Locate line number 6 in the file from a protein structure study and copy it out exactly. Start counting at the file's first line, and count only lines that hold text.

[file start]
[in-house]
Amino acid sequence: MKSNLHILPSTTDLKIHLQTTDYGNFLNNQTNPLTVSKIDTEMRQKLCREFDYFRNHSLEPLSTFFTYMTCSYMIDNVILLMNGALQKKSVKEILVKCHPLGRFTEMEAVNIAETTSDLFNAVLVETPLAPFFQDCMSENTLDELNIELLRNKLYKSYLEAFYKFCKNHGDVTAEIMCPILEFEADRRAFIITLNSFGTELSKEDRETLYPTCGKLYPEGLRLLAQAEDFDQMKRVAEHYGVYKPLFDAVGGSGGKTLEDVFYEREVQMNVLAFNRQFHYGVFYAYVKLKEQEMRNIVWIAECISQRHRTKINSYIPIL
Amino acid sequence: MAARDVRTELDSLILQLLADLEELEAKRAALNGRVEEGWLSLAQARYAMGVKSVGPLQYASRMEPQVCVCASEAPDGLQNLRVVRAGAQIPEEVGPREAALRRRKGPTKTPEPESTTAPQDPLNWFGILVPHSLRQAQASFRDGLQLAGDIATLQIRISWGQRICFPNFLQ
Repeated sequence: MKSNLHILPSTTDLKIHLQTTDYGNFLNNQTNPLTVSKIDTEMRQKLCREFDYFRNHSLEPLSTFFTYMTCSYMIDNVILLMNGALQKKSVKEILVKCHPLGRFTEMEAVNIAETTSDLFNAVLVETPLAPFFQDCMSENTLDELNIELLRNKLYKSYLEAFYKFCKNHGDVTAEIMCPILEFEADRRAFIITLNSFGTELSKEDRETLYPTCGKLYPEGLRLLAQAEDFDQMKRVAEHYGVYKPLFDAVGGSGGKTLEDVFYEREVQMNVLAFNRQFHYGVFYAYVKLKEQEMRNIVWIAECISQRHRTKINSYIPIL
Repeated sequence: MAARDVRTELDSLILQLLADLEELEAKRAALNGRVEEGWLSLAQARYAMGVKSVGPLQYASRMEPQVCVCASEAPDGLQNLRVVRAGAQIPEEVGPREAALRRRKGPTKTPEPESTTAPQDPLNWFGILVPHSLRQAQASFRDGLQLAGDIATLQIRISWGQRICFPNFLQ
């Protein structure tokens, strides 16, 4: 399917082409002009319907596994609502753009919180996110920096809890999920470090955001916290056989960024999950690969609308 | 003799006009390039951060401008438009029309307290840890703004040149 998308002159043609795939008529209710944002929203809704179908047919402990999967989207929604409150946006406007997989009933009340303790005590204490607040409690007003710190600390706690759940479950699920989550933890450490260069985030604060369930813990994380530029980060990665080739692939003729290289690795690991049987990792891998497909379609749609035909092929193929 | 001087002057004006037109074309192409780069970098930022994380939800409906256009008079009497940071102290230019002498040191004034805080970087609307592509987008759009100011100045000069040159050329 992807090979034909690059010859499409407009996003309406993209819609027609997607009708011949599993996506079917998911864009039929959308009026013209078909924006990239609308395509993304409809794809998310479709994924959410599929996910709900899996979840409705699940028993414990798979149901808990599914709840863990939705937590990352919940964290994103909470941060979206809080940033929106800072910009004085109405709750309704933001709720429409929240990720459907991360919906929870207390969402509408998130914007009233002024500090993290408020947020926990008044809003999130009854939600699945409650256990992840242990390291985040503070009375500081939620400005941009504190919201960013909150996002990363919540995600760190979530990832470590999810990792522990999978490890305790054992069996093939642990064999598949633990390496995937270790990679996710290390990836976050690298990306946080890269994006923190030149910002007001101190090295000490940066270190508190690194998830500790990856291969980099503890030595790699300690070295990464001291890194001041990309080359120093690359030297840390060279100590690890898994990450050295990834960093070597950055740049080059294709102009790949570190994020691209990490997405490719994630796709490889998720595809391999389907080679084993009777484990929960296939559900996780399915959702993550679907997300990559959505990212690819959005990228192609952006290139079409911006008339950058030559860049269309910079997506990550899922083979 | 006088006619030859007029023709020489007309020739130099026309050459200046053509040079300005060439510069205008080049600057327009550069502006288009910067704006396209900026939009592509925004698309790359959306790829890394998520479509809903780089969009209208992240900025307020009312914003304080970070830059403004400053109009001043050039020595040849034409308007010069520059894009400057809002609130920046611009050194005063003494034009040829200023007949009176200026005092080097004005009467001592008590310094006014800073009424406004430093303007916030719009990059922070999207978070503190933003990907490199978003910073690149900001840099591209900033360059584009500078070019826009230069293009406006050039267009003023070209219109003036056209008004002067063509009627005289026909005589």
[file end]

């Protein structure tokens, strides 16, 4: 399917082409002009319907596994609502753009919180996110920096809890999920470090955001916290056989960024999950690969609308 | 003799006009390039951060401008438009029309307290840890703004040149 998308002159043609795939008529209710944002929203809704179908047919402990999967989207929604409150946006406007997989009933009340303790005590204490607040409690007003710190600390706690759940479950699920989550933890450490260069985030604060369930813990994380530029980060990665080739692939003729290289690795690991049987990792891998497909379609749609035909092929193929 | 001087002057004006037109074309192409780069970098930022994380939800409906256009008079009497940071102290230019002498040191004034805080970087609307592509987008759009100011100045000069040159050329 992807090979034909690059010859499409407009996003309406993209819609027609997607009708011949599993996506079917998911864009039929959308009026013209078909924006990239609308395509993304409809794809998310479709994924959410599929996910709900899996979840409705699940028993414990798979149901808990599914709840863990939705937590990352919940964290994103909470941060979206809080940033929106800072910009004085109405709750309704933001709720429409929240990720459907991360919906929870207390969402509408998130914007009233002024500090993290408020947020926990008044809003999130009854939600699945409650256990992840242990390291985040503070009375500081939620400005941009504190919201960013909150996002990363919540995600760190979530990832470590999810990792522990999978490890305790054992069996093939642990064999598949633990390496995937270790990679996710290390990836976050690298990306946080890269994006923190030149910002007001101190090295000490940066270190508190690194998830500790990856291969980099503890030595790699300690070295990464001291890194001041990309080359120093690359030297840390060279100590690890898994990450050295990834960093070597950055740049080059294709102009790949570190994020691209990490997405490719994630796709490889998720595809391999389907080679084993009777484990929960296939559900996780399915959702993550679907997300990559959505990212690819959005990228192609952006290139079409911006008339950058030559860049269309910079997506990550899922083979 | 006088006619030859007029023709020489007309020739130099026309050459200046053509040079300005060439510069205008080049600057327009550069502006288009910067704006396209900026939009592509925004698309790359959306790829890394998520479509809903780089969009209208992240900025307020009312914003304080970070830059403004400053109009001043050039020595040849034409308007010069520059894009400057809002609130920046611009050194005063003494034009040829200023007949009176200026005092080097004005009467001592008590310094006014800073009424406004430093303007916030719009990059922070999207978070503190933003990907490199978003910073690149900001840099591209900033360059584009500078070019826009230069293009406006050039267009003023070209219109003036056209008004002067063509009627005289026909005589």